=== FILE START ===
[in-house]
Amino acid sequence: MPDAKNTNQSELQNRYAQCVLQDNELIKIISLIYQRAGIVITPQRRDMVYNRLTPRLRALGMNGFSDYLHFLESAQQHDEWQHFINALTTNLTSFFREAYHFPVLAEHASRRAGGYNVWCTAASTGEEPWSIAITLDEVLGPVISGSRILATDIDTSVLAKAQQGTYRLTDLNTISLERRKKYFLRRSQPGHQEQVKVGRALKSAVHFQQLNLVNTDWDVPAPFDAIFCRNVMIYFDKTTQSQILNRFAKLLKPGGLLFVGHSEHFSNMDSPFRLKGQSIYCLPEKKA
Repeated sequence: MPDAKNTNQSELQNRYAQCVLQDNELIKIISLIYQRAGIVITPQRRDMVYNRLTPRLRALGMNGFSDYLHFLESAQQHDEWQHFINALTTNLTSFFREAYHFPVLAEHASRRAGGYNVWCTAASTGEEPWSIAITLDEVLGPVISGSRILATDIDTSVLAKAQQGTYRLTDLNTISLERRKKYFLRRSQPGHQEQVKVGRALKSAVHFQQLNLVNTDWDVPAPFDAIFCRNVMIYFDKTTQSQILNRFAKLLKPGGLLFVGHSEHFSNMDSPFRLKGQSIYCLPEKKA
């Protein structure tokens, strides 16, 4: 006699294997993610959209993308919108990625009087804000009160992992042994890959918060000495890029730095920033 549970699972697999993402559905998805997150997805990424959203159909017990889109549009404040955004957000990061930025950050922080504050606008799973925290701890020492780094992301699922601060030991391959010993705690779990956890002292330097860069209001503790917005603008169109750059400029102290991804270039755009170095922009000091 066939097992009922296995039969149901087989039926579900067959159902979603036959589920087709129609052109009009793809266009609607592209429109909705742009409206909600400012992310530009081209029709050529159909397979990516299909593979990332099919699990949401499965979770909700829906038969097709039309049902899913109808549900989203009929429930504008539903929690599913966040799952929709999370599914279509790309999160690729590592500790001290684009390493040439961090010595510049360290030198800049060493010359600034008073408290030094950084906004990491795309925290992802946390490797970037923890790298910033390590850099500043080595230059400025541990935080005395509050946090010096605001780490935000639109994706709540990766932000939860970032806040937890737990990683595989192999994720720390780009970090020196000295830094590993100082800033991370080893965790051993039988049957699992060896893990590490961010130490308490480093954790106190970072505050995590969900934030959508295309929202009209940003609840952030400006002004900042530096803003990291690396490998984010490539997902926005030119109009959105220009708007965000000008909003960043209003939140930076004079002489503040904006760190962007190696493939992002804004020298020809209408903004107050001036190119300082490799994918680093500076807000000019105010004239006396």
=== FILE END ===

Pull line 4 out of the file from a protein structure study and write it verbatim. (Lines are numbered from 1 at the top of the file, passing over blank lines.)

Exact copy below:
């Protein structure tokens, strides 16, 4: 006699294997993610959209993308919108990625009087804000009160992992042994890959918060000495890029730095920033 549970699972697999993402559905998805997150997805990424959203159909017990889109549009404040955004957000990061930025950050922080504050606008799973925290701890020492780094992301699922601060030991391959010993705690779990956890002292330097860069209001503790917005603008169109750059400029102290991804270039755009170095922009000091 066939097992009922296995039969149901087989039926579900067959159902979603036959589920087709129609052109009009793809266009609607592209429109909705742009409206909600400012992310530009081209029709050529159909397979990516299909593979990332099919699990949401499965979770909700829906038969097709039309049902899913109808549900989203009929429930504008539903929690599913966040799952929709999370599914279509790309999160690729590592500790001290684009390493040439961090010595510049360290030198800049060493010359600034008073408290030094950084906004990491795309925290992802946390490797970037923890790298910033390590850099500043080595230059400025541990935080005395509050946090010096605001780490935000639109994706709540990766932000939860970032806040937890737990990683595989192999994720720390780009970090020196000295830094590993100082800033991370080893965790051993039988049957699992060896893990590490961010130490308490480093954790106190970072505050995590969900934030959508295309929202009209940003609840952030400006002004900042530096803003990291690396490998984010490539997902926005030119109009959105220009708007965000000008909003960043209003939140930076004079002489503040904006760190962007190696493939992002804004020298020809209408903004107050001036190119300082490799994918680093500076807000000019105010004239006396």